Alberta labour legislation unconstitutional: Board

Alberta code should follow other jurisdictions and include requirement for collection of union dues from all employees, says labour board
||Last Updated: 12/22/2009

The Alberta Labour Relations Board has declared Alberta labour relations legislation to be unconstitutional, saying it interferes with the right of workers to be protected by unions.

The board made the ruling as it suspended an eight-month lockout by Calgary-based Old Dutch Foods. In doing so, the board agreed with an established concept that unions perform an essential function for all workers and must have the financial means to carry out their duties and functions, meaning employers should deduct the same portion of the salaries of all employees within the bargaining unit, whether they choose to join the union or not.

The principle goes back to the Rand formula, the product of a 1946 Supreme Court of Canada ruling that requires equal payroll deductions for union dues. The Canada Labour Code and most provincial labour relations acts contain provisions that uphold the Rand formula under certain conditions. However, the Alberta Labour Relations Code doesn’t have these provisions.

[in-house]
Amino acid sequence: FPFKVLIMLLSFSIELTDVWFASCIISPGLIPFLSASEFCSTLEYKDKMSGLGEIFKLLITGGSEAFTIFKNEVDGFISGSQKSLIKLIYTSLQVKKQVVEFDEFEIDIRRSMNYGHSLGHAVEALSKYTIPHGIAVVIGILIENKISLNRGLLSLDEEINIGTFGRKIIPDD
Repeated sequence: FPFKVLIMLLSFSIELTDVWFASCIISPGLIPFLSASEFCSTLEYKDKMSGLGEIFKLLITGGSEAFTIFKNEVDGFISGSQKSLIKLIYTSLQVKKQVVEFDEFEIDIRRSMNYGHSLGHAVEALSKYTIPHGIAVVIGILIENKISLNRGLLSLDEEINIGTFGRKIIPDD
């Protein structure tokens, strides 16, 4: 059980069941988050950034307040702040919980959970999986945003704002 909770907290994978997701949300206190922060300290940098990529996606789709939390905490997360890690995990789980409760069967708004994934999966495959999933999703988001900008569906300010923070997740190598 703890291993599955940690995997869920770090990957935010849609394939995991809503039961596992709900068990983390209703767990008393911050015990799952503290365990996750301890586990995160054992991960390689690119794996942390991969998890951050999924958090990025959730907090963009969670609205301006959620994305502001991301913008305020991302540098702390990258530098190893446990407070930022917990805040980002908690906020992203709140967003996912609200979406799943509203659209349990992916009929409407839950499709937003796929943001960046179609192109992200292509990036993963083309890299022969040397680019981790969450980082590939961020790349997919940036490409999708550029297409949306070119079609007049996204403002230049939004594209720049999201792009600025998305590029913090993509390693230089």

When the current Alberta code was implemented, it followed other jurisdictions in requiring unions to “fairly represent all members of the bargaining unit,” but it didn’t include a compulsory deduction of union dues from all employees, said the board. The code’s current language makes Rand formula union security an “objective of bargaining” rather than statutory.

Union security for Old Dutch workers was a major stumbling block in negotiations.

Referring to a Supreme Court of Canada finding in 2007 that the right to freedom of association under the Charter of Rights and Freedoms applies to the collective bargaining process, the board found the Alberta code should have provisions on the collection of union dues in order to avoid violating the charter.

“The inability of Old Dutch Foods workers to bargain collectively is linked to the absence from the (Alberta) code of a statutory Rand formula,” said the board.

“The union is responsible for all of its members and if all members reap the benefits of the union’s accomplishments, then all should contribute equally,” said James Clancy, president of the National Union of Public and General Employees, in a release.

The board ordered Old Dutch to accept the union’s last offer on union security and allow employees back to work for 30 days while negotiations resumed on other issues.

The ruling gives the Alberta government 12 months to revise the province’s labour code. Besides Alberta, the Rand formula is not yet mandatory in New Brunswick, Nova Scotia and Prince Edward Island.

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